Sustaining life in hazardous environments...
Sustaining life in hazardous environments...

Confined Space Series: When Do I Need a Standby Rescue Team?

4th May 2016
Confined Space Series: When Do I Need a Standby Rescue Team?

Confined Space Rescue Teams are becoming more and more common in the market, now that people are realising that purely relying on emergency services isn’t adequate for a suitable ‘rescue plan'.

As the Confined Space 1997 Regulations states:

(1) No person at work shall enter or carry out work in a confined space unless there have been prepared in respect of that confined space suitable and sufficient arrangements for the rescue of persons in the event of an emergency, whether or not arising out of a specified risk;

(2) The arrangements referred to in that paragraph shall not be suitable and sufficient unless;

a) they reduce, so far as is reasonably practicable, the risks to the health and safety of any person required to put the arrangements for rescue into operation; and

b) they require, where the need for resuscitation of any person is a likely consequence of a relevant specified risk, the provision and maintenance of such equipment as is necessary to enable resuscitation procedures to be carried out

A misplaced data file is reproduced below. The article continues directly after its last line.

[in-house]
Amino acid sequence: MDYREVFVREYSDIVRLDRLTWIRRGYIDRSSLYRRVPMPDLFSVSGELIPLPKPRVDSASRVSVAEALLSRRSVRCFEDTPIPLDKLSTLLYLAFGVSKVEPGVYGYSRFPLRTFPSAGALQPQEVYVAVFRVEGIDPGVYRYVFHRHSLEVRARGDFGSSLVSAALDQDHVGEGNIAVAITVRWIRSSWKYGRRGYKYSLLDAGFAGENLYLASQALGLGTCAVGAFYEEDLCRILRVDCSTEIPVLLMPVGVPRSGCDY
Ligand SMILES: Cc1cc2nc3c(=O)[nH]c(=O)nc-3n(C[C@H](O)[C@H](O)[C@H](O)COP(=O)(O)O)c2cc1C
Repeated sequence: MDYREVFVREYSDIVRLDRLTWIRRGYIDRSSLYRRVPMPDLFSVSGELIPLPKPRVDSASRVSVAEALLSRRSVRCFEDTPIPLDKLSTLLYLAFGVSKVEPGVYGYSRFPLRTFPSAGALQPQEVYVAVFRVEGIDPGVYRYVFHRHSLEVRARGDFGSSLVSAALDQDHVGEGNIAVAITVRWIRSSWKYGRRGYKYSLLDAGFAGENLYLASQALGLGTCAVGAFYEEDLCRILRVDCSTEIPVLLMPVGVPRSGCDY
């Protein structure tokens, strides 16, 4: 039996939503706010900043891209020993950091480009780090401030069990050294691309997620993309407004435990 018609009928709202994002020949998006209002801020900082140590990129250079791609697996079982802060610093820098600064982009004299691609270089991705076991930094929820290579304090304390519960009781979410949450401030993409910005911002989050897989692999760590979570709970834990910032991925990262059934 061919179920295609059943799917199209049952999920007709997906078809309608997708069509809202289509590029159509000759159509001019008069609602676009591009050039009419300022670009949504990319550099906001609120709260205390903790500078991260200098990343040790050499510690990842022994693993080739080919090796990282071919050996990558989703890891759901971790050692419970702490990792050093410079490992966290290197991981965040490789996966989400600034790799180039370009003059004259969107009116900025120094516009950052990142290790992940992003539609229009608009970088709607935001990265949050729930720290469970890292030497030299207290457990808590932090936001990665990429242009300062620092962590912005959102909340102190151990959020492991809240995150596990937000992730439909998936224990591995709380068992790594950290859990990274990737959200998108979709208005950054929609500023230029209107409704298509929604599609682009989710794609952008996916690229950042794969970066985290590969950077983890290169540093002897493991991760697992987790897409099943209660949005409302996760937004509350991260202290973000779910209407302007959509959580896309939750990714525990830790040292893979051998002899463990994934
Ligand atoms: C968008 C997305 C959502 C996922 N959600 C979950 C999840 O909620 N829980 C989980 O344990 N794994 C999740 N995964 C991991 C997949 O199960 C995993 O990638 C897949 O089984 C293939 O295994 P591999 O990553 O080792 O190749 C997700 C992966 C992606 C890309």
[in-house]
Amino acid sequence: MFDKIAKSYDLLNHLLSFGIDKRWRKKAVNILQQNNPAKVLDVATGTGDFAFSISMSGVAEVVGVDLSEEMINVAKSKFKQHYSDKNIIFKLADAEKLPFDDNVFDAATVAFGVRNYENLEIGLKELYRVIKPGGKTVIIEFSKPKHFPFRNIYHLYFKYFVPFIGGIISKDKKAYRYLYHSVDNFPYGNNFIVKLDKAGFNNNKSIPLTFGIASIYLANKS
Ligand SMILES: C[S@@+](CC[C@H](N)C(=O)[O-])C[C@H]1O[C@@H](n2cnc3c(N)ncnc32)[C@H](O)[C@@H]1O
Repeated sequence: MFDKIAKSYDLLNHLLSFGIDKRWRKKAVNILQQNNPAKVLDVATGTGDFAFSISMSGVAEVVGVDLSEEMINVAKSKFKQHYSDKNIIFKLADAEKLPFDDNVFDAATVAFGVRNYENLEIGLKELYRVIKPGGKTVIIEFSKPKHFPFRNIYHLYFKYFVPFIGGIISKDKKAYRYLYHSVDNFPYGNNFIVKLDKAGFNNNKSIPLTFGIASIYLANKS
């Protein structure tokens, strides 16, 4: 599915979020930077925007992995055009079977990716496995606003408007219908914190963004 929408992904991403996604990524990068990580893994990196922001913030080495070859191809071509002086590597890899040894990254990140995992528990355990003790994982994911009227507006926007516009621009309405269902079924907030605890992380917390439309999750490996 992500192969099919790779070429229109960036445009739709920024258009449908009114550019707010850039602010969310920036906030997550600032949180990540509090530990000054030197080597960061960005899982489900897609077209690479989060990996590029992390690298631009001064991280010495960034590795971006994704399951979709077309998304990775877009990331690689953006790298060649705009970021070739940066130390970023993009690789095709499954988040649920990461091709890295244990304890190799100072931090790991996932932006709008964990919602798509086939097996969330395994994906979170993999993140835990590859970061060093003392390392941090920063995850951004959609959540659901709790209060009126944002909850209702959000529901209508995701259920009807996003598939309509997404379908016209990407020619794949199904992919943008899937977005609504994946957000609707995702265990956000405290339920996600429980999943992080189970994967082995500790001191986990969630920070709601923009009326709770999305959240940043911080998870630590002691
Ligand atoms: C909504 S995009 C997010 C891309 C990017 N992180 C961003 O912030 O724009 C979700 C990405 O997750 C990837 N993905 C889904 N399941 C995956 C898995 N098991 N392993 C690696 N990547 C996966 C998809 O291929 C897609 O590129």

(3) Whenever there arise any circumstances to which the arrangements referred to in paragraph (1) above relate, those arrangements, or the relevant part or parts of those arrangements, shall immediately be put into operation

This doesn’t mean that a standby rescue team is required for every entry, but that simply relying on the emergency services isn’t adequate "109. However, reliance on the emergency services alone will not be sufficient to comply with these regulations. Employers must put in place adequate emergency arrangements before the work commences." (ACOP Safe Work in Confined Spaces L101).

The ‘arrangements’ put in place should be ‘suitable and sufficient’, so therefore appropriate for the risk, nature and complexity of the confined space being entered. Below we have given some examples of different levels of entries:

  1. Low Risk Confined Spaces with easy access/egress - Gas detection is used and in the event that there is an alarm, entrants don the escape breathing apparatus and safely escape.
  2. A vertical entry - where the entrant is attached to a mechanical lifting device and in the event of an emergency can be safely extracted without any risk of entanglement. In an emergency, if the entrant is incapacitated for whatever reason, they can be safely extracted without the need of committing any additional personnel to assist them.
  3. Entry where there is a reasonable foreseeable risk - in the event of an emergency, if any entrant may become disabled and/or unable to escape from the confined space without additional assistance. To note, the ‘reasonable foreseeable risk’ may not just be a hazardous area, but from a slip/trip/fall or entanglement.

At point 3 a standby rescue team would usually be employed as a control measure for a ‘suitable and sufficient’ arrangement.

A Safe System of Work must always include a rescue plan with adequate arrangements for rescue (see our post on Safe Systems of Work).

For more information about rescue teams and when they are needed, feel free to contact one of our team on 0844 915 1111 or sales@breathesafety.com

 

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